[racket] Use of map and eval to evaluate symbol in namespace

From: Henry Lenzi (henry.lenzi at gmail.com)
Date: Mon Aug 4 19:43:04 EDT 2014

Hi Neil --
Thanks for the answer.
Let's see...

* Prevents much static checking. ----> not really an issue in this
case (I don't see it).

* Likely increased difficulty debugging ---> true.

* Often executes arbitrary code with privileges, which might be
corrupted due to accident or attack, which can be very bad. --> That's
bad. But see my comment about the environment I'm in. User input
validation helps here.

* Prevents some optimization. ---> not really necessary. Prescriptions
are short, to worry about optimizations here, with today's machines,
doesn't seem a real issue.

* Crutch that prevents learning better idioms. ---> then whatever
happend to symbolic computation? Are we to program like Perl people

It seems there are very good reasons to avoid eval. However, they seem
to apply to larger systems in a different environment.
I'm not out to write a large system for a large hospital service in a
secure setting.
By the way, if you guys had any idea of the buggy stuff people sell to
the health sector. The atrocious VB, MFC C++, Java... I'm not even
goint to mention security..

The use of EVAL does not seem to hamper the creation of a
syntax-validation parser, at a latter time.

Best regards,
Henry Lenzi

On Mon, Aug 4, 2014 at 3:12 AM, Neil Van Dyke <neil at neilvandyke.org> wrote:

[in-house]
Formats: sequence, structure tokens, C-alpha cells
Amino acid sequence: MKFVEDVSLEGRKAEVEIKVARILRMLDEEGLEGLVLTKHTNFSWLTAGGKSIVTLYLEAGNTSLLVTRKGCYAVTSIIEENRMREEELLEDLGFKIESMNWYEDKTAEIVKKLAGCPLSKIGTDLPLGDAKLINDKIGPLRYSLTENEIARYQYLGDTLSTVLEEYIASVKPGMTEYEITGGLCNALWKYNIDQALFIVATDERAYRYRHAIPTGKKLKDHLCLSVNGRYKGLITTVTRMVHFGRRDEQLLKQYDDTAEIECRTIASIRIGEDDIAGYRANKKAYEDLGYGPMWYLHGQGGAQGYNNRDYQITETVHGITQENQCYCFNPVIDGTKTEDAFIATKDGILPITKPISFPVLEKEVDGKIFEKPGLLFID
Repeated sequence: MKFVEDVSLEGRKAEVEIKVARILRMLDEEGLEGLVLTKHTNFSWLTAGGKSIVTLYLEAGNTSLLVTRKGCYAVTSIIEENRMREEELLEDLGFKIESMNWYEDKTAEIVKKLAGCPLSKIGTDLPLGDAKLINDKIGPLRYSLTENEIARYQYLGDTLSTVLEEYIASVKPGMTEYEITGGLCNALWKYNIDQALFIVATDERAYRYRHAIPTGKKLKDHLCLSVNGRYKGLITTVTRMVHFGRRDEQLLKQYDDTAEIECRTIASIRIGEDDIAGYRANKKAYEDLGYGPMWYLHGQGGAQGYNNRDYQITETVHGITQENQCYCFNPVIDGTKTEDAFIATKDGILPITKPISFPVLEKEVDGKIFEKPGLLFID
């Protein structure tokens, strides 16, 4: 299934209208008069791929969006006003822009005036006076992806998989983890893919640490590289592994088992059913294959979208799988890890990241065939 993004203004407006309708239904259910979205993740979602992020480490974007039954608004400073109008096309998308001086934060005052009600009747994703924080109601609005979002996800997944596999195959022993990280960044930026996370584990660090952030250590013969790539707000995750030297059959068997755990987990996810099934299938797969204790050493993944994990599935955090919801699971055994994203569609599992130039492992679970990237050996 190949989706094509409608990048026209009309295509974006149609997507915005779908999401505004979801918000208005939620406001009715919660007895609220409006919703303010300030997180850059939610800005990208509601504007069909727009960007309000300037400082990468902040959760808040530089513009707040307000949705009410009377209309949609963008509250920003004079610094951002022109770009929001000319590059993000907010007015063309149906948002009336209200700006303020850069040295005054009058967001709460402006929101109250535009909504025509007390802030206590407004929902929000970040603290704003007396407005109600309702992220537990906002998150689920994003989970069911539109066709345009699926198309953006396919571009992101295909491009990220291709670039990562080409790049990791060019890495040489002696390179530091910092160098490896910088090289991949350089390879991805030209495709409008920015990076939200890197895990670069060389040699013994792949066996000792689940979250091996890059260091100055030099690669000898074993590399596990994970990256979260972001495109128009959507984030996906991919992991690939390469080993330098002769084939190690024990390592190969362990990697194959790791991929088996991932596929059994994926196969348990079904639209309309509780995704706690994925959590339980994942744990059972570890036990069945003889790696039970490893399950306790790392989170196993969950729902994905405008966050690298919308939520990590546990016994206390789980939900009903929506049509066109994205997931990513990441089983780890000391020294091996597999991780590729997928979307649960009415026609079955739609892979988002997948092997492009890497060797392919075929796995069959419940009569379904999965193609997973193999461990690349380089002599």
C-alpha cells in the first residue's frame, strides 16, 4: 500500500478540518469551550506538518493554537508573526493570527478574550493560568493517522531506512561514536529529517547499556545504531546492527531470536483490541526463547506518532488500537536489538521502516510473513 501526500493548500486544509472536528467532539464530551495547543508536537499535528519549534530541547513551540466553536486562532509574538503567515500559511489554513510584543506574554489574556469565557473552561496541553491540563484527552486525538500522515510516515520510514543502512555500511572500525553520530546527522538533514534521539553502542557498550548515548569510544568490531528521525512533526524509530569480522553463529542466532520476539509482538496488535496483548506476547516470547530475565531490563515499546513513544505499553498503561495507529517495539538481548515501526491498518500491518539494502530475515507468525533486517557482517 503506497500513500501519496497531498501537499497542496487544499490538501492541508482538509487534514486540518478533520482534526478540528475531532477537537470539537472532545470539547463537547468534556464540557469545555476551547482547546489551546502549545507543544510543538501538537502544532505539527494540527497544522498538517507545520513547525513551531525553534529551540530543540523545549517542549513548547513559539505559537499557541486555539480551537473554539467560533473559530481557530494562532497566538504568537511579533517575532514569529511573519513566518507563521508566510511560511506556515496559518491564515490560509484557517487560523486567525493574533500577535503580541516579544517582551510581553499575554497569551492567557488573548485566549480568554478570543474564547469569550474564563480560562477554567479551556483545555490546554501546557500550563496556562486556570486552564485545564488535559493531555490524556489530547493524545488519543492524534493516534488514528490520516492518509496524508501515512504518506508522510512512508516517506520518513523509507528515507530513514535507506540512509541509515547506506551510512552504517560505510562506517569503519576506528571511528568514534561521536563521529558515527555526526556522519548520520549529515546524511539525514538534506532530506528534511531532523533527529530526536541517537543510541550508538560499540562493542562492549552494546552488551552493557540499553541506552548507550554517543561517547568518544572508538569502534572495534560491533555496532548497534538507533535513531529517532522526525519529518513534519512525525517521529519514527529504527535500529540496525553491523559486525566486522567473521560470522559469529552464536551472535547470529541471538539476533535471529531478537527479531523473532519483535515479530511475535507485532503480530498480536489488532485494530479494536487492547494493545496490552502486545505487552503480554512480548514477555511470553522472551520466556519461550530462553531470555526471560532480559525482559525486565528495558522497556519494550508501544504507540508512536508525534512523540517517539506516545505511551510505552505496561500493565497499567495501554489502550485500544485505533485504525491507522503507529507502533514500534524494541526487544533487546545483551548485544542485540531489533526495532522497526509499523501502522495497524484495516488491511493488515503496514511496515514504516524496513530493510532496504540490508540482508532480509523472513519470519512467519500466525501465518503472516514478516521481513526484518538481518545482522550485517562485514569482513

> Henry Lenzi wrote at 08/03/2014 11:52 PM:
>> What I'm sensing is that you seem to be concerned about bugs with
>> Racket Scheme's EVAL. Is that it?
>> I do not understand what the problem with EVAL is. Would you please
>> state clearly what the problems are?
> Eval is one of the issues.  Sorry I have to be very brief right now, but a
> few problems with eval in general are:
> * Prevents much static checking.
> * Likely increased difficulty debugging.
> * Often executes arbitrary code with privileges, which might be corrupted
> due to accident or attack, which can be very bad.
> * Prevents some optimization.
> * Crutch that prevents learning better idioms.
> Also, things like reading in a code file and looking for markers in it is
> something we sometimes do (especially in, say, Emacs editing mode, in which
> likely oopses are not so grave), but failure-prone.
> Also, the code I saw was not idiomatic in, say, how it uses globals.
> Anyway, it's good that Racket lets people experiment this way.  The concern
> I have in my mind is that newbies reading language forums often get ideas
> about idiomatic programming from examples they see, and even copy&adapt
> examples they see (maybe even evolving it into production code, or blogging
> it where other newbies pick up on it...).  People should experiment as much
> as they liked, but I think it would be good to if newbies knew when
> something they're looking at is an experiment rather than (yet) considered
> best practice.
> I appreciate your participation in the community, and your experimenting.
> Neil V.

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